After the sheer misery and depths of pain of Vulnicura, Utopia marks a decidedly brighter and happier point in Bjork’s life and music. Penned, constructed and arranged as a sister Album to Vulnicura, Utopia in many ways has the same strengths and weaknesses as its predecessor.
“Arisen Your Senses” is a wonderful explosion of sound and joy. Proper chords, heartfelt strings, booming kick drums, breezy Woodwind and declarations of love. Woodwind is the central instrument of choice for the album and the section has its own voice throughout most of the songs. At times they underscore Bjork, at times they have their own lead. At times the album nods to Vespertine and “Blissing Me” touches closest with a lovely harp backbone. It also nods towards some of the more straight forward electronica such as “The Gate” which takes a more minimalist approach in what is a densely packed album.
However, it’s by the time you reach the title track you realise that the melodies, complexities and denseness of the strings and woodwind are so lush and intricate that actually there’s no real hook to dive into. Sure the track is beautiful, but it’s quite difficult to get into if you need a tangible melody and beat to follow. If you struggle with that, you’ll struggle with this album from start to finish. As it is, this track is light, fluffy and symphonic. “Body Memory” pushes us back to Medulla times with vocal arrangements and Arca’s thick, clumsy percussion pushing a dark and industrial track. Thematically, its ten minute piece is the cross over track between this album and the last. It does however have the way for the fantastically creepy “Features Creatures”. The song sounds like wind echoing down a throat, or a whale cry that Bjork sings over. It’s a rare quiet moment and the creepy woodwind that slinks in makes it all the more atmospheric. It’s an absolute stand out.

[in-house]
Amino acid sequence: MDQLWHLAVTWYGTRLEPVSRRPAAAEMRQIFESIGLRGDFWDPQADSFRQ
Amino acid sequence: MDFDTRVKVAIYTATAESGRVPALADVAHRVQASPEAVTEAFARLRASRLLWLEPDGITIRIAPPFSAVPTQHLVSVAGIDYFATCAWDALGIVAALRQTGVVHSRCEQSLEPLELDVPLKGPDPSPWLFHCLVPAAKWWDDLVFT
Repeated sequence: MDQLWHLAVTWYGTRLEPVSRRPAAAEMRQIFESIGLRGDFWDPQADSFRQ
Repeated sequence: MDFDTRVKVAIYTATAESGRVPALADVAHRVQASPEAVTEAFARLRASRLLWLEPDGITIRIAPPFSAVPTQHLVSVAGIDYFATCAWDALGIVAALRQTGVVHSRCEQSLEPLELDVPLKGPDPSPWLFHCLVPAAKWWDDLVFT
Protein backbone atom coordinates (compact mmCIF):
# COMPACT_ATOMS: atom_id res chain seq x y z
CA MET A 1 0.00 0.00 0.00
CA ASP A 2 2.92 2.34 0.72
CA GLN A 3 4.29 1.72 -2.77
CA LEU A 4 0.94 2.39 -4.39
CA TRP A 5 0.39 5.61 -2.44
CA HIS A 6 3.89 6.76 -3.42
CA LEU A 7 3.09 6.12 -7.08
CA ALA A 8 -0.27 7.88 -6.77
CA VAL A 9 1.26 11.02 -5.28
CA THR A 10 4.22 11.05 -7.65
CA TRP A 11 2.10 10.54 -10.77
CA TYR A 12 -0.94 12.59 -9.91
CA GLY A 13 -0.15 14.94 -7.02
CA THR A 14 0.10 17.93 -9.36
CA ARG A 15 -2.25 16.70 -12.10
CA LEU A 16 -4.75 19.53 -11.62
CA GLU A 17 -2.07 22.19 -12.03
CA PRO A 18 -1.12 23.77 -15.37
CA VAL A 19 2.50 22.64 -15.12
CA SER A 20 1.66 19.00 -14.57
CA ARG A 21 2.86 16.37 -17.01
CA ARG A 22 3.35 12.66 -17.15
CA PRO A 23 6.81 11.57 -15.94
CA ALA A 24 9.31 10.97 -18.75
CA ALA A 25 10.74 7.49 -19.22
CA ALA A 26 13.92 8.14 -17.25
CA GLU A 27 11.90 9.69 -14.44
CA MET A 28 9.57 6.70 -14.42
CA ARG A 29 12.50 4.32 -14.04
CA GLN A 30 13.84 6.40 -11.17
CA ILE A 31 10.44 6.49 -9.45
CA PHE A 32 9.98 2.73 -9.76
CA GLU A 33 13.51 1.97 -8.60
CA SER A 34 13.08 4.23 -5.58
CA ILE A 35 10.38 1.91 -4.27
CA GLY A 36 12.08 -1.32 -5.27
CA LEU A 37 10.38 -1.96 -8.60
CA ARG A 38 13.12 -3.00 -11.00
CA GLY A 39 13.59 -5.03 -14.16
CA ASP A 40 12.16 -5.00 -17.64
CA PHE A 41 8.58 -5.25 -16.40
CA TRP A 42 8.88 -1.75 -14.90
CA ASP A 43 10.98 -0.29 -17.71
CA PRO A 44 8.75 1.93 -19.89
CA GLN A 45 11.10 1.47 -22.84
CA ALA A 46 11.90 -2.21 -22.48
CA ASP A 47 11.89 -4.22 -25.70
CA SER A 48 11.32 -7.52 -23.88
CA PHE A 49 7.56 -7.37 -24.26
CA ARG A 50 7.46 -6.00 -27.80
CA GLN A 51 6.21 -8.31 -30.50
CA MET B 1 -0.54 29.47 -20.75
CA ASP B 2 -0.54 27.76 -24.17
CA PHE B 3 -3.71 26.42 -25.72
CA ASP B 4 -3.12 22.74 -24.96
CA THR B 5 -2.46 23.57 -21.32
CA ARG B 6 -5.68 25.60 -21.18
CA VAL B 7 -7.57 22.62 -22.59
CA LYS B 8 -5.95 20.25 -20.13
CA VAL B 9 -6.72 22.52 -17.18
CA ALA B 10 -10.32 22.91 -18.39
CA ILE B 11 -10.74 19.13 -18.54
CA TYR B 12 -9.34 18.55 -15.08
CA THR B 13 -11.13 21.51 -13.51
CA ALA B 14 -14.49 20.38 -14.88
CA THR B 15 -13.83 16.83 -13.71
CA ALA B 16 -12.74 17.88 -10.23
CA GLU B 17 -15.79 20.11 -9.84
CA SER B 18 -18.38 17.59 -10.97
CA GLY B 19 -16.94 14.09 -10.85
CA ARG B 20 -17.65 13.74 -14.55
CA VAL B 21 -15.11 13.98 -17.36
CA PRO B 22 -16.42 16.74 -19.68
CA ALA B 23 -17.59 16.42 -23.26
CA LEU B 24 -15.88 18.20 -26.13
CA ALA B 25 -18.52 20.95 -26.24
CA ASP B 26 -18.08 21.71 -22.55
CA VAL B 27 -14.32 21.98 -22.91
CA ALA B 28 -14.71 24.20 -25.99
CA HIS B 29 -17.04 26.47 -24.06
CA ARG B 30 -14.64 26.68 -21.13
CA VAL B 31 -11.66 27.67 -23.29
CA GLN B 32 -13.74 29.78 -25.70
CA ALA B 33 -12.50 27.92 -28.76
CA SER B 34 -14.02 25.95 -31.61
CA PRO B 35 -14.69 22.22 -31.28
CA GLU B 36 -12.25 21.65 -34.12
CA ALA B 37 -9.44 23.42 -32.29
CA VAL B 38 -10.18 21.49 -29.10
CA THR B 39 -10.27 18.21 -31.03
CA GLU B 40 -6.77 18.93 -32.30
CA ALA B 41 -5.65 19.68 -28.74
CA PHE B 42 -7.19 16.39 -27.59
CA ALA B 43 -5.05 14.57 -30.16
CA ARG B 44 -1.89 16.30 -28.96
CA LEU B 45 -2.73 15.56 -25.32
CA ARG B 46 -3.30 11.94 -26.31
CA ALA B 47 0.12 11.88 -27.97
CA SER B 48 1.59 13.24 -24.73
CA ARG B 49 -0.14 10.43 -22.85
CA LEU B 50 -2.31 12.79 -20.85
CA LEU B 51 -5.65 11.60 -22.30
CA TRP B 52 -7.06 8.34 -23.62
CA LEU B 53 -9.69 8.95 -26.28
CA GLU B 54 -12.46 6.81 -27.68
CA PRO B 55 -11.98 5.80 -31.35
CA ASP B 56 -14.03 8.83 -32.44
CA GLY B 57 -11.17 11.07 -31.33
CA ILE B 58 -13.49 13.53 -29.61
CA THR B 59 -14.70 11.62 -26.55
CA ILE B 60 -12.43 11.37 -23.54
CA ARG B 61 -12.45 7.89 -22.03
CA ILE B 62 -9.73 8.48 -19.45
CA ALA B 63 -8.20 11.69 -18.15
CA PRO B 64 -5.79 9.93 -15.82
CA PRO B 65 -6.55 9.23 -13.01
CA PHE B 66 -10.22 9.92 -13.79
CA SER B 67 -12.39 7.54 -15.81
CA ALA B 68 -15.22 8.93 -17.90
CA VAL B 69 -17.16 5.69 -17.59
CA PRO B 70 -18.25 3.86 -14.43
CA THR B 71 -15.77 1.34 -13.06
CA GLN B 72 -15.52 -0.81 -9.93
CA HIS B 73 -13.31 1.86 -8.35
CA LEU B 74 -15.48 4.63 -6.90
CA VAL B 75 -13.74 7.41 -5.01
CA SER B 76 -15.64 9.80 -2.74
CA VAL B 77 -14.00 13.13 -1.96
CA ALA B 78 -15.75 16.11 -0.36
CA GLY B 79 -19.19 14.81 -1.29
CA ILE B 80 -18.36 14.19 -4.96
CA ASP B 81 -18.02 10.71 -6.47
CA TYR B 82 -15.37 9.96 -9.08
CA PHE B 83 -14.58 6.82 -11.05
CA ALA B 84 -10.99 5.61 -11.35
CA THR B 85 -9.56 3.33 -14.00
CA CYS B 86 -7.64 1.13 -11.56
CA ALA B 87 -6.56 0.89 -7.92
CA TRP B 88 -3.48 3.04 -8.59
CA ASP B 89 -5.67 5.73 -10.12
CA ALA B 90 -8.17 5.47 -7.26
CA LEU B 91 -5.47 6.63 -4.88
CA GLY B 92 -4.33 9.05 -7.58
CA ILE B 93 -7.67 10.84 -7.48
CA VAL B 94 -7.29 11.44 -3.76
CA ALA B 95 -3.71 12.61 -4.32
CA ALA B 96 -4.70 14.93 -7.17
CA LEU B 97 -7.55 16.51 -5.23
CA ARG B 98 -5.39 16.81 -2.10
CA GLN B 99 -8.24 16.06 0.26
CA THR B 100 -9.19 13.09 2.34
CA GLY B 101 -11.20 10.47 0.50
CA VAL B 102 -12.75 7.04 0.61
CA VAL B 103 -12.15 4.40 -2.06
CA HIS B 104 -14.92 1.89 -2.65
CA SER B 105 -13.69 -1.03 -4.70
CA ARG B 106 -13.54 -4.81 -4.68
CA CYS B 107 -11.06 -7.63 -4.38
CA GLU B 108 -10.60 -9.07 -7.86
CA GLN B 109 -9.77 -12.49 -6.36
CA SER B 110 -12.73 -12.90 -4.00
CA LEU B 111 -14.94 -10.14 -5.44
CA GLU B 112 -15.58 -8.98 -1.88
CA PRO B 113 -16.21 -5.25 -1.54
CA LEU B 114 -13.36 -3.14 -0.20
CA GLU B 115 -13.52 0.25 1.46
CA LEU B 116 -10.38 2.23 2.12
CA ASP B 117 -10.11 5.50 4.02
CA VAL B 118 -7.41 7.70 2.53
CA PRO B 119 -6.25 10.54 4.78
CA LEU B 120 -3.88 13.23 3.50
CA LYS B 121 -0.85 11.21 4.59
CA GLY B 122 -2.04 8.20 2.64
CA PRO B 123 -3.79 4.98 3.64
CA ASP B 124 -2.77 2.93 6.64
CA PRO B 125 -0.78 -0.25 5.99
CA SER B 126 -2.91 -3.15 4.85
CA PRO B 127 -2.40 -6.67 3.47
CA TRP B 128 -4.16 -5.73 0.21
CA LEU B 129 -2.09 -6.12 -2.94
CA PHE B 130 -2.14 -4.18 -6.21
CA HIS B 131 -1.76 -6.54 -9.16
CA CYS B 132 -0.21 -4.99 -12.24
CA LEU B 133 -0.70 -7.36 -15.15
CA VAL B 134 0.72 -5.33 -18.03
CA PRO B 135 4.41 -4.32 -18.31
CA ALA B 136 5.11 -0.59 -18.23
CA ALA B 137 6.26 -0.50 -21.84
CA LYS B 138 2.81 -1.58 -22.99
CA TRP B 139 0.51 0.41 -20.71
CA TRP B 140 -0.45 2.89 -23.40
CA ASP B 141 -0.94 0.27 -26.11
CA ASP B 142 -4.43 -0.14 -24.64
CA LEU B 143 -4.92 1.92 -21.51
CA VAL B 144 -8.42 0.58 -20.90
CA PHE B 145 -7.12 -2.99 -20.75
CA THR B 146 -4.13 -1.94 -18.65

Much of the middle portion of Utopia bleeds into each other. “Courtship” is jaunty but because it sounds like a roller-coaster of emotion, it hops about without regard for structure. “Losss” on the flip side is regimented and machine like. The dark crunches of drum machines deflect the simple refrain of harps and flutes and it really reminds me of a slowed down version of All Neon Like. “Sue Me” is visceral and aggressive with low growls of synths and samples that freak out and hint at a melody that I can’t fathom but love. It’s like someone is regurgitating words back at you which would make sense given its a song about a custody battle. “Tabula Rasa” is spell binding as Bjork’s lyrics talk about how she wants to protect her child from all the hurt in the breakup – but in doing so acknowledges “you’ll have shit to deal with soon enough”. For all the unusual production and alien structures, Bjork often comes steaming in with pure clarity with her words and this is one of the best examples of that.
“Claimstaker” is awesome, but also quite frustrating. There is a killer dance track here that’s ignored for an abstract vocal arpeggio montage instead before “Paradisa” gives the woodwind and birdsong its own little piece. It’s timely because the album ramps up the heavenly beauty as it goes for the other stand out track “Saint”. This has rich melodies, empathy, emotion and so much going on – it almost makes you wonder why so much of the rest of the album is atonal at times. This is up there on her top-tier of tracks and shows when she wants to conform to song structures, she’s lost none of her charm and ability. The album closes with a Cocteau Twins like “Future Forever” with circus organ echoes, warm audio cuddles and loving kiss.
Each album has a theme, instrument and vibe and this is about love, woodwind and feeling over melody. At times, I am utterly mesmerised and blown away with Utopia. Other tracks I still struggle to find an in point into. I think it will be an album I will appreciate more as it gets older and so if at first you don’t enjoy, give it time to mature.
Recommended Track : Saint
Filed under: Adult Pop, Alt-Pop, Avant Garde, Baroque Pop, chamber pop, electronica, indie pop, music, pop, review Tagged: Bjork, Featured
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